Speaking of Lincoln, in his earlier statements he was quite definite in his thoughts about secession, slavery and black Americans. In 1848, when Lincoln was a U. S. congressman from Illinois, he gave a speech in the House of Representatives in which he stated “any people, anywhere, being inclined and having the power, have the right to rise up and shake off the existing government, and form a new one that suits them better. This is a most valuable, a most sacred right, a right which we hope and believe is to liberate the world.” In a letter a decade later, Lincoln wrote that “neither the General Government, nor any other power outside of the slave States, can constitutionally or rightfully interfere with slaves or slavery where it already exists.” The same year, in an Illinois debate with Senator Stephen Douglass, Lincoln said that he did not understand the Declaration of Independence “to mean that all men were created equal in all respects,” and added that he was not in favor of “making voters or jurors of Negros nor of qualifying them to hold office nor to intermarry with white people.” He then went on to say that “there is a physical difference between the white and black races, which I believe will forever forbid the two races living together on terms of social and political equality.” So much for the image of the “Great Emancipator.”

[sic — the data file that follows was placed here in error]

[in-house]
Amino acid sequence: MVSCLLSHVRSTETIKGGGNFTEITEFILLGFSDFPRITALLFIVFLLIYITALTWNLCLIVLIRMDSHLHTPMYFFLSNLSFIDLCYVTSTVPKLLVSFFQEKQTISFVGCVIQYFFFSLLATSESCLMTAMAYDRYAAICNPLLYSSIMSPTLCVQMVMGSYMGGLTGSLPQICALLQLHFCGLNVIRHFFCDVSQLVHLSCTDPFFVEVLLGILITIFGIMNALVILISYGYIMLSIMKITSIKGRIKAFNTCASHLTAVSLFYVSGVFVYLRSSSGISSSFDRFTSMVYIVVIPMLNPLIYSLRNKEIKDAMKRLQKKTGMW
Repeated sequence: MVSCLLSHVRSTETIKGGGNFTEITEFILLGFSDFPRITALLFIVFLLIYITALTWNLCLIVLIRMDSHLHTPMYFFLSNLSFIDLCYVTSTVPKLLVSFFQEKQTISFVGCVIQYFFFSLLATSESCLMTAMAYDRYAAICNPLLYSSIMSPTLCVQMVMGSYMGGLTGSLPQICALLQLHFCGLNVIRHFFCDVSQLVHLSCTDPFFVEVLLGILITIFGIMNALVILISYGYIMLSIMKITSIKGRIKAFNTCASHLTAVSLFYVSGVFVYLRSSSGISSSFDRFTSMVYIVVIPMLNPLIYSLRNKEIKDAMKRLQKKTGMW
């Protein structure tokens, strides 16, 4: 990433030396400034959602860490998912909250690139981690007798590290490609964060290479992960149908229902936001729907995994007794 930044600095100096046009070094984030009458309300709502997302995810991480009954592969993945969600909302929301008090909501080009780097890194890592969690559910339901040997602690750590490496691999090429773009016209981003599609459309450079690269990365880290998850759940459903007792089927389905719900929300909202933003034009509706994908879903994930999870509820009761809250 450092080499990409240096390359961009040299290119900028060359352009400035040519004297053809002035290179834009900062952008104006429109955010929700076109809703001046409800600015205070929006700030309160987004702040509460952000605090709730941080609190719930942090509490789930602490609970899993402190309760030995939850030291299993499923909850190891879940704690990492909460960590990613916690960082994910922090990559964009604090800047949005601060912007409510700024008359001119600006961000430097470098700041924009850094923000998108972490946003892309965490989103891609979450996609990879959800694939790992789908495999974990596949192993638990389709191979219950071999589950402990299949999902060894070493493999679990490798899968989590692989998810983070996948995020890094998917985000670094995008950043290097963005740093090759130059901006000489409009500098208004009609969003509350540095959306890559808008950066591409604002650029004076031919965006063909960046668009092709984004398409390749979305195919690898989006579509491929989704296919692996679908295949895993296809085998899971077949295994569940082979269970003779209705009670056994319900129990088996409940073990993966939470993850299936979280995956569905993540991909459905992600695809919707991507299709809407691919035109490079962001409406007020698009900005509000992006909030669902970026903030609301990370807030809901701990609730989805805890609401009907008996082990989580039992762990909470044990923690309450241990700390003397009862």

The antebellum controversy in regard to slavery was actually far more a matter of economics rather than one of empathy in that it primarily involved the extension of slavery into the existing American territories and newly created states. The North feared that slave labor would compete unfairly with its own low-wage, largely immigrant labor force which, unlike slaves, could be willfully hired and fired as needed and did not require food, housing, clothing or even rudimentary medical attention. This subject was discussed in depth by economists Robert Vogel and Stanley Enggerman in their 1974 book “Time on the Cross: The Economics of American Negro Slavery” and was earlier explored on an even more personal basis in interviews with more than two thousand former slaves in the “Slave Narratives” that were conducted from 1936 to 1938 by the Roosevelt administration. Contrary to what might be thought today, those interviews indicated that Southern slaves did indeed have better food, housing and medical care than most of the “free” workers in the North. The interviews also tended to expose as little more than myths the supposed horrors portrayed in contemporary works such as “Uncle Tom’s Cabin,” as well as later writings and films, by pointing out that the physical abuse of slaves was actually uncommon in the South, and in many cases illegal. The “Narratives” further showed that over eighty per cent of the former slaves interviewed even had a favorable opinion of their former masters.